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Sale of SeaSparrow missiles to Mexico approved by State Department

Sale of SeaSparrow missiles to Mexico approved by State Department

Business
Aug. 10 (UPI) -- The State Department has approved a possible foreign military sale to Mexico of six Evolved SeaSparrow surface-to-air missiles and two Evolved SeaSparrow telemetry missiles for an estimated $ 41 million. The order, announced Thursday by the Defense Security Cooperation Agency, includes one eight-cell MK 56 VLS launcher, eight MK30 canisters, eight MK783 shipping containers, spare parts, support and testing equipment, training and technical assistance, in addition to the missiles. The missiles will strengthen U.S. national security by boosting the maritime capabilities for a close ally, DSCA said in a press release. The missiles will be provided by Raytheon Missile Systems out of Tucson Ariz. The ESSM surface-to-air missile is an international program to improve the RIM-7...
One giant sale: Neil Armstrong's collection goes to auction

One giant sale: Neil Armstrong's collection goes to auction

Technology
Admirers of Neil Armstrong and space exploration have a chance to own artifacts and mementos that belonged to the modest man who became a global hero by becoming the first human to walk on the moon. The personal collection of Armstrong, who died in his native Ohio in 2012, will be offered for sale in a series of auctions handled by Dallas-based Heritage Auctions, beginning Nov. 1-2 and continuing in May and November 2019. The collection includes a variety of artifacts from Armstrong's 1969 lunar landing and private mementos that include pieces of a wing and propeller from the 1903 Wright Brothers Flyer that the astronaut took with him to the moon. Other items that went to the moon with Armstrong include a U.S. flag, the largest size typically flown during Apollo missions; a United Nation...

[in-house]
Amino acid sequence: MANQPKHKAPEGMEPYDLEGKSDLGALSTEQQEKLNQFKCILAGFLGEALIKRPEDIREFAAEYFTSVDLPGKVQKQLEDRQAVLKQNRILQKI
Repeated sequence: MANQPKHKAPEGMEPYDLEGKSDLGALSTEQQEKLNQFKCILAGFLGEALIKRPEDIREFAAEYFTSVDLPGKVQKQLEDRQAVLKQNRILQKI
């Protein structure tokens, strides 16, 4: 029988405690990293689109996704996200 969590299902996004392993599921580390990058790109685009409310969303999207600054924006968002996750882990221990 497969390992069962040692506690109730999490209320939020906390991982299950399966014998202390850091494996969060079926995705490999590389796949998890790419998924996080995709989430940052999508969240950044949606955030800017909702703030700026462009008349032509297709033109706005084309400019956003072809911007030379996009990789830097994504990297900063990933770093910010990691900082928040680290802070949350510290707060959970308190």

Carillion demise spurs share sale clampdown

Carillion demise spurs share sale clampdown

Business
The bosses of Britain's biggest public companies‎ could be forced to hold onto shares for years after they retire under new corporate governance rules to be unveiled next week. Sky News has learnt that executives will face a ban on the sale of shares awarded under long-term incentive plans for up to five years as part of a clampdown aimed at rebuilding public trust in business.Sources said that the Financial Reporting Council's (FRC) revamped Corporate Governance Code would impose a new provision for remuneration committees to consider whether executives should be required to continue to hold shares for a period after their employment ends.That would represent a departure from current policy, and will be seen as a response to public and political anger over the conduct ...
NEC-owner to exhibit venues in £800m sale

NEC-owner to exhibit venues in £800m sale

Business
The owners of Birmingham's NEC exhibition centre are preparing to reap a massive windfall from its sale‎ four years after buying it from Birmingham City Council. Sky News has learnt that LDC, the private equity arm of Lloyds Banking Group, is in talks with prospective advisers about an auction of NEC Group, which hosts ‎popular events such as Crufts, the world's most famous show for pedigree dogs.The talks are at an early stage and a formal sale process is not expected until next year, according to people close to the situation.NEC Group has been transformed under LDC's ownership, ‎spending tens of millions of pounds on capital expenditure projects and attracting major leisure groups such as the owner of Legoland and the activities group founded by the adven...
Amazon and eBay pull CloudPets smart toys from sale

Amazon and eBay pull CloudPets smart toys from sale

Technology
Amazon and eBay are among retailers pulling a brand of cuddly smart toys from sale after warnings they pose a cyber-security threat.Concerns were raised about CloudPets products in February 2017 after it was discovered that millions of owners' voice recordings were being stored online unprotected.Manufacturer Spiral Toys claimed to have taken "swift action".But subsequent research commissioned by Mozilla found other vulnerabilities.The devices' California-based maker has not responded to requests for comment.One independent expert told the BBC it was "great to see retailers acting responsibly", but added she wished they had done so sooner."It seems that refusing to sell products that threaten customers' security and privacy is th...